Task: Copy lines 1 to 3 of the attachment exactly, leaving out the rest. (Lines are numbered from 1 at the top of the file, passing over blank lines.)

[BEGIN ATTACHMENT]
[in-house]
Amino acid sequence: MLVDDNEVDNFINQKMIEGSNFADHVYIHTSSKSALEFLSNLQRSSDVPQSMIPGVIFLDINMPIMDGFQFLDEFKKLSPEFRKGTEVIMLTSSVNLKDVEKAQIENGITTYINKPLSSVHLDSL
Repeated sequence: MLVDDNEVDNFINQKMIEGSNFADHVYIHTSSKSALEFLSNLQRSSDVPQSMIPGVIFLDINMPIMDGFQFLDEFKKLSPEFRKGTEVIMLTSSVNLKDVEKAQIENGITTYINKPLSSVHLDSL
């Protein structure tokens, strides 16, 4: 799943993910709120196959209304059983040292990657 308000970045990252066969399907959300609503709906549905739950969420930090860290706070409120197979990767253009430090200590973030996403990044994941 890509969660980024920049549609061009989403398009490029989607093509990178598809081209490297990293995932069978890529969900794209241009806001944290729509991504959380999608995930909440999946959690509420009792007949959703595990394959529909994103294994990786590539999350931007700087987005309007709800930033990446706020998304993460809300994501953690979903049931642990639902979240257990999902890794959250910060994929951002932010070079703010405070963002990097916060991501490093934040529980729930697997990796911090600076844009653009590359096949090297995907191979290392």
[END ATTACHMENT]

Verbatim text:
[in-house]
Amino acid sequence: MLVDDNEVDNFINQKMIEGSNFADHVYIHTSSKSALEFLSNLQRSSDVPQSMIPGVIFLDINMPIMDGFQFLDEFKKLSPEFRKGTEVIMLTSSVNLKDVEKAQIENGITTYINKPLSSVHLDSL
Repeated sequence: MLVDDNEVDNFINQKMIEGSNFADHVYIHTSSKSALEFLSNLQRSSDVPQSMIPGVIFLDINMPIMDGFQFLDEFKKLSPEFRKGTEVIMLTSSVNLKDVEKAQIENGITTYINKPLSSVHLDSL